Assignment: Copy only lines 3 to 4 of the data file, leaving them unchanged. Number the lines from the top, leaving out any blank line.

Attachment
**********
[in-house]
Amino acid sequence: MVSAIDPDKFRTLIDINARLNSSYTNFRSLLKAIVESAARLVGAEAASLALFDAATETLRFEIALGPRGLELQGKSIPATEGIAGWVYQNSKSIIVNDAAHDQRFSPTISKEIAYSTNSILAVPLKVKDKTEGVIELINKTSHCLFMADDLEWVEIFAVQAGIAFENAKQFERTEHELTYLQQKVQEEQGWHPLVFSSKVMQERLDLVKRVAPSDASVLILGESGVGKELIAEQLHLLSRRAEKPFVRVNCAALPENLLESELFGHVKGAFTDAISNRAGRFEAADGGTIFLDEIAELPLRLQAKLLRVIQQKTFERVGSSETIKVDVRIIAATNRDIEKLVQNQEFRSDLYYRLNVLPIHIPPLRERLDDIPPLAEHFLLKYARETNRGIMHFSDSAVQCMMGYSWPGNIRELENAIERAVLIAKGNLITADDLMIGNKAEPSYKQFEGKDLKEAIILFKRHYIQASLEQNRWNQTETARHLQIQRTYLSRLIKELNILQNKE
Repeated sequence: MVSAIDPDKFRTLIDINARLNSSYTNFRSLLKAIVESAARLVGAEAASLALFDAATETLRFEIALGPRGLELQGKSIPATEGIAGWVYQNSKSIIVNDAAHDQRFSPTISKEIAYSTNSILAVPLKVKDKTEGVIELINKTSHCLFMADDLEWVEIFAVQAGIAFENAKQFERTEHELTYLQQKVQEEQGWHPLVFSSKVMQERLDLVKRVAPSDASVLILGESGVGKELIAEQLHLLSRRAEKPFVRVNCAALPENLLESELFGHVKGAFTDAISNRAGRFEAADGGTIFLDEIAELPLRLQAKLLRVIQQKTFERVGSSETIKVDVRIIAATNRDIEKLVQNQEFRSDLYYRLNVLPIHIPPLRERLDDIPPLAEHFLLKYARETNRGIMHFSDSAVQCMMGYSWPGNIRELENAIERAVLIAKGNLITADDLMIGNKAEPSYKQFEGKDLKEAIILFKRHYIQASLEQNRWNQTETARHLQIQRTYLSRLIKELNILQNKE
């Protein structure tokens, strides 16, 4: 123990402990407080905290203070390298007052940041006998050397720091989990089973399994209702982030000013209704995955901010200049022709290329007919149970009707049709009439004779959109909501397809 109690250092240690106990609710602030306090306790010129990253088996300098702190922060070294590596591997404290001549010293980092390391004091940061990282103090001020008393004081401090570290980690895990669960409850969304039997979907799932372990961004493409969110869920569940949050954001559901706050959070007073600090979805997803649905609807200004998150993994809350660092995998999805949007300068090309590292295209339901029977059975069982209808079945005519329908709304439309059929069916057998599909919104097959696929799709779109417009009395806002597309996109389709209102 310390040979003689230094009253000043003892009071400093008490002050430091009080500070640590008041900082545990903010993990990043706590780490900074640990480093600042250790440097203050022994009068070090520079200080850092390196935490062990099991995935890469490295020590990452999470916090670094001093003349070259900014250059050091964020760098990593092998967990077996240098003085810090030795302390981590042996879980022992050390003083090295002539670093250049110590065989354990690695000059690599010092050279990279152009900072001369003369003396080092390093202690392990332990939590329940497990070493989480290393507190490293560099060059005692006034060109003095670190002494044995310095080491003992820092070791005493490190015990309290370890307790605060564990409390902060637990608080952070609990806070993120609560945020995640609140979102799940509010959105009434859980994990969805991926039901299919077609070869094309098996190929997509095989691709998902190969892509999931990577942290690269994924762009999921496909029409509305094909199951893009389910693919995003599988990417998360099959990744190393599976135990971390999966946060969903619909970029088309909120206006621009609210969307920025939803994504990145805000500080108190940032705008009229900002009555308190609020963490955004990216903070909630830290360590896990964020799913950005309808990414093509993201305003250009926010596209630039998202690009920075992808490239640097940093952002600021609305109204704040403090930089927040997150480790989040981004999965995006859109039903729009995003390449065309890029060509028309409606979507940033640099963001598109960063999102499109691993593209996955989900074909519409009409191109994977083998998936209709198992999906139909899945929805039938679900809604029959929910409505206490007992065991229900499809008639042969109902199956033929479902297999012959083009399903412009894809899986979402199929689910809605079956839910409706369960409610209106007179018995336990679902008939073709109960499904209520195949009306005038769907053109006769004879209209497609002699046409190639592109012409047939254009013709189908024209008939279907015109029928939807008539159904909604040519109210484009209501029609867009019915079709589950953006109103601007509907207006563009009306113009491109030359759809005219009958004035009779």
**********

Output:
Repeated sequence: MVSAIDPDKFRTLIDINARLNSSYTNFRSLLKAIVESAARLVGAEAASLALFDAATETLRFEIALGPRGLELQGKSIPATEGIAGWVYQNSKSIIVNDAAHDQRFSPTISKEIAYSTNSILAVPLKVKDKTEGVIELINKTSHCLFMADDLEWVEIFAVQAGIAFENAKQFERTEHELTYLQQKVQEEQGWHPLVFSSKVMQERLDLVKRVAPSDASVLILGESGVGKELIAEQLHLLSRRAEKPFVRVNCAALPENLLESELFGHVKGAFTDAISNRAGRFEAADGGTIFLDEIAELPLRLQAKLLRVIQQKTFERVGSSETIKVDVRIIAATNRDIEKLVQNQEFRSDLYYRLNVLPIHIPPLRERLDDIPPLAEHFLLKYARETNRGIMHFSDSAVQCMMGYSWPGNIRELENAIERAVLIAKGNLITADDLMIGNKAEPSYKQFEGKDLKEAIILFKRHYIQASLEQNRWNQTETARHLQIQRTYLSRLIKELNILQNKE
């Protein structure tokens, strides 16, 4: 123990402990407080905290203070390298007052940041006998050397720091989990089973399994209702982030000013209704995955901010200049022709290329007919149970009707049709009439004779959109909501397809 109690250092240690106990609710602030306090306790010129990253088996300098702190922060070294590596591997404290001549010293980092390391004091940061990282103090001020008393004081401090570290980690895990669960409850969304039997979907799932372990961004493409969110869920569940949050954001559901706050959070007073600090979805997803649905609807200004998150993994809350660092995998999805949007300068090309590292295209339901029977059975069982209808079945005519329908709304439309059929069916057998599909919104097959696929799709779109417009009395806002597309996109389709209102 310390040979003689230094009253000043003892009071400093008490002050430091009080500070640590008041900082545990903010993990990043706590780490900074640990480093600042250790440097203050022994009068070090520079200080850092390196935490062990099991995935890469490295020590990452999470916090670094001093003349070259900014250059050091964020760098990593092998967990077996240098003085810090030795302390981590042996879980022992050390003083090295002539670093250049110590065989354990690695000059690599010092050279990279152009900072001369003369003396080092390093202690392990332990939590329940497990070493989480290393507190490293560099060059005692006034060109003095670190002494044995310095080491003992820092070791005493490190015990309290370890307790605060564990409390902060637990608080952070609990806070993120609560945020995640609140979102799940509010959105009434859980994990969805991926039901299919077609070869094309098996190929997509095989691709998902190969892509999931990577942290690269994924762009999921496909029409509305094909199951893009389910693919995003599988990417998360099959990744190393599976135990971390999966946060969903619909970029088309909120206006621009609210969307920025939803994504990145805000500080108190940032705008009229900002009555308190609020963490955004990216903070909630830290360590896990964020799913950005309808990414093509993201305003250009926010596209630039998202690009920075992808490239640097940093952002600021609305109204704040403090930089927040997150480790989040981004999965995006859109039903729009995003390449065309890029060509028309409606979507940033640099963001598109960063999102499109691993593209996955989900074909519409009409191109994977083998998936209709198992999906139909899945929805039938679900809604029959929910409505206490007992065991229900499809008639042969109902199956033929479902297999012959083009399903412009894809899986979402199929689910809605079956839910409706369960409610209106007179018995336990679902008939073709109960499904209520195949009306005038769907053109006769004879209209497609002699046409190639592109012409047939254009013709189908024209008939279907015109029928939807008539159904909604040519109210484009209501029609867009019915079709589950953006109103601007509907207006563009009306113009491109030359759809005219009958004035009779």